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There are times when a formal structured query language is overkill, and the easiest way to find the right content is to perform a search, like you would with a search engine such as Google or Yahoo! This is where ModeShape's full-text search language comes in, because it allows you to use the JCR query API but with a far simpler, Google-style search grammar.

This query language is actually defined by the JCR 2.0 specification as the full-text search expression grammar used in the second parameter of the CONTAINS(...) function of the JCR-SQL2 language. We just pulled it out and made it available as a first-class query language, such that a full-text search query supplied by the user, full-text-query, is equivalent to executing this JCR-SQL2:

This language allows a JCR client to construct a query to find nodes with property values that match the supplied terms. Nodes that "best" match the terms are returned before nodes that have a lesser match. Of course, ModeShape uses a complex system to analyze the node content and the query terms, and may perform a number of optimizations, such as (but not limited to) eliminating stop words (e.g., "the", "a", "and", etc.), treating terms independent of case, and converting words to base forms using a process called stemming (e.g., "running" into "run", "customers" into "customer").

Search terms can also include phrases by simply wrapping the phrase with double-quotes. For example, the search term 'table "customer invoice"' would rank higher those nodes with properties containing the phrase "customer invoice" than nodes with properties containing just "customer" or "invoice".

Term in the query are implicitly AND-ed together, meaning that the matches occur when a node has property values that match all of the terms. However, it is also possible to put an "OR" in between two terms where either of those terms may occur.

By default, all terms are assumed to be positive terms, in the sense that the occurrence of the term will increase the rank of any nodes containing the value. However, it is possible to specify that terms should not appear in the results. This is called a negative term, and it reduces the rank of any node whose property values contain the the value. To specify a negative term, simply prefix the term with a hyphen ('-').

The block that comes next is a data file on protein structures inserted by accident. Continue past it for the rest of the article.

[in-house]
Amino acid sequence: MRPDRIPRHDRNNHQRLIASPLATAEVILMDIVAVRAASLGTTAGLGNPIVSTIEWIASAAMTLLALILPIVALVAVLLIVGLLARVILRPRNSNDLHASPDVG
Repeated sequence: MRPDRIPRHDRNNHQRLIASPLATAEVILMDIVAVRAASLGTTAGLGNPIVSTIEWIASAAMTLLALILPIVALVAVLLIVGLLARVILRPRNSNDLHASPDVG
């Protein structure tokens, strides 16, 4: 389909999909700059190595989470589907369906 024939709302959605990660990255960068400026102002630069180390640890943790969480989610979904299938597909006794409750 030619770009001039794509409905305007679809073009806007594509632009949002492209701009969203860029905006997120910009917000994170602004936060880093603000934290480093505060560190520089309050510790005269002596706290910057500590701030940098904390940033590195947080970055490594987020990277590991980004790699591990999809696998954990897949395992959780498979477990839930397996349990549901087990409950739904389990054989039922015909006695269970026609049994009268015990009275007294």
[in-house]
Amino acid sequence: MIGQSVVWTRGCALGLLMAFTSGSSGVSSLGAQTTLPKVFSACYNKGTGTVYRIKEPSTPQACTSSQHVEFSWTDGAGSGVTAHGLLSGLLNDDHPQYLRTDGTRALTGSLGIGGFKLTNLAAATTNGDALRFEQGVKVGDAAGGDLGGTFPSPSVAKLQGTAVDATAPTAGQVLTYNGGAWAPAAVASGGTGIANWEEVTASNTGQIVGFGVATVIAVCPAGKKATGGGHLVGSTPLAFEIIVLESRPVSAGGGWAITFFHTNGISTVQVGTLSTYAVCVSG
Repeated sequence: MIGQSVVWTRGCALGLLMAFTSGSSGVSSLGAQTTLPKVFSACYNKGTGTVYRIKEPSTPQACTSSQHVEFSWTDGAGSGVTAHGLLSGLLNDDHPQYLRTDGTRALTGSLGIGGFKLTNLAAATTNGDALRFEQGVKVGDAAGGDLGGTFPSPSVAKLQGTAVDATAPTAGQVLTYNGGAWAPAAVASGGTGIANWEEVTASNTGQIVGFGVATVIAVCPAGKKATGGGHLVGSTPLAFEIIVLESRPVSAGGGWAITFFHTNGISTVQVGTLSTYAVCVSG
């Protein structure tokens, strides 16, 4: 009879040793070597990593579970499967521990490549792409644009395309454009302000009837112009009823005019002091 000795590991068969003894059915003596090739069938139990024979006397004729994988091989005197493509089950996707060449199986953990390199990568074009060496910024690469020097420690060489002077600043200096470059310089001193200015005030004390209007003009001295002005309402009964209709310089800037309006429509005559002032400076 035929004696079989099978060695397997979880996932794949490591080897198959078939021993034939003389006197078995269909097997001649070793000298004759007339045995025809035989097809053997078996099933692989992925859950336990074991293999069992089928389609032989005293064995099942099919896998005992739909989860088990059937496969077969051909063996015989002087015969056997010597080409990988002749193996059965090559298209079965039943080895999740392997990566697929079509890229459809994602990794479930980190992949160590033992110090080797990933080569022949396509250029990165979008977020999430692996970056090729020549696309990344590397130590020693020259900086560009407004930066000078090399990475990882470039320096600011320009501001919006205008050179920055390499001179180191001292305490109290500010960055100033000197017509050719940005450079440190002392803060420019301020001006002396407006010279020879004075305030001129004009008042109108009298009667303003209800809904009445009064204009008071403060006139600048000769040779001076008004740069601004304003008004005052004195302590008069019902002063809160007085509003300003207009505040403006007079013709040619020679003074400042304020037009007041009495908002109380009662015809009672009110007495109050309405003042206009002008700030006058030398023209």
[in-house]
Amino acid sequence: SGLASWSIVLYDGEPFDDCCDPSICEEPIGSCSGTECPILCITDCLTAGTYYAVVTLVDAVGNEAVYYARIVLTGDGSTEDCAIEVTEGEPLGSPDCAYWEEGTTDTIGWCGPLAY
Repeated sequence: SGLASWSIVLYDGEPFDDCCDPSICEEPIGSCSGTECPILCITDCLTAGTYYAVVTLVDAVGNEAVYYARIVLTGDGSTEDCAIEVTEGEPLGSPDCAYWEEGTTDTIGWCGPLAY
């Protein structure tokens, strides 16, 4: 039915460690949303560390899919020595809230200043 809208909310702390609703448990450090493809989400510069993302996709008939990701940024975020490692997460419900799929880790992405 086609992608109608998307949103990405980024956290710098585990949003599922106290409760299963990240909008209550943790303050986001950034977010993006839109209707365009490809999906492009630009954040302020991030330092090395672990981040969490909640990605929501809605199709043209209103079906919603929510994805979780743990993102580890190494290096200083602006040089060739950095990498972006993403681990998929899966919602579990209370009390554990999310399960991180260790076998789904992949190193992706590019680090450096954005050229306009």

Each term may also contain wildcards to specify the pattern to be matched (or negated). ModeShape supports two different sets of wildcards:

  • '*' matches zero or more characters, and '?' matches any single character; and
  • '%' matches zero or more characters, and '_' matches any single character.

The former are wildcards that are more commonly used in various systems (including older JCR repository implementations), while the latter are the wildcards used in LIKE expressions in both JCR-SQL and JCR-SQL2. Both families are supported for convenience, and you can also mix and match the various wildcards, such as 'ta*bl_' and 'ta?_ble*'. (Of course, placing multiple '*' or '%' characters next to each other offers no real benefit, as it is equivalent to a single '*' or '%'.)

If you want to use these characters literally in a term and do not want them to be treated as wildcards, they must be escaped by prefixing them with a '{{}}' character. For example, this full text search expression:

will would rank higher those nodes with properties containing 'table*' (including the unescaped asterisk as a wildcard) and those containing the phrase "customer invoice?" (including the unescaped question mark as a wildcard). To use a literal backslash character, simply escape it as well.

When using this query language, the QueryResult always contains the "jcr:path" and "jcr:score" columns.

ModeShape handles leading and trailing wildcards in very different ways. When trailing wildcards are used, even a few characters preceding the wildcard can be used to quickly narrow down the potential results using the internal reverse indexes. However, when terms start with a wildcard ModeShape cannot use the internal reverse indexes to help narrow the results. Thus, performing a search with a leading wildcard must be done in a pretty inefficient manner in a process that is something analogous to a relational database's table scan. Where possible, avoid using leading wildcards in your search terms.

Grammar

The grammar for this full-text search language is specified in Section 6.7.19 of the JCR 2.0 specification, but it is also included here as a convenience.

The grammar is presented using the same EBNF nomenclature as used in the JCR 2.0 specification. Terms are surrounded by matching square brackets (e.g., '[' and ']') denote optional terms that appear zero or one times. Terms surrounded by matching braces (e.g., '}' and '{') denote terms that appear zero or more times. Parentheses are used to identify groups, and are often used to surround possible values.

As you can see, this is a pretty simple and straightforward query language. But this language makes it extremely easy to find all the nodes in the repository that match a set of terms.

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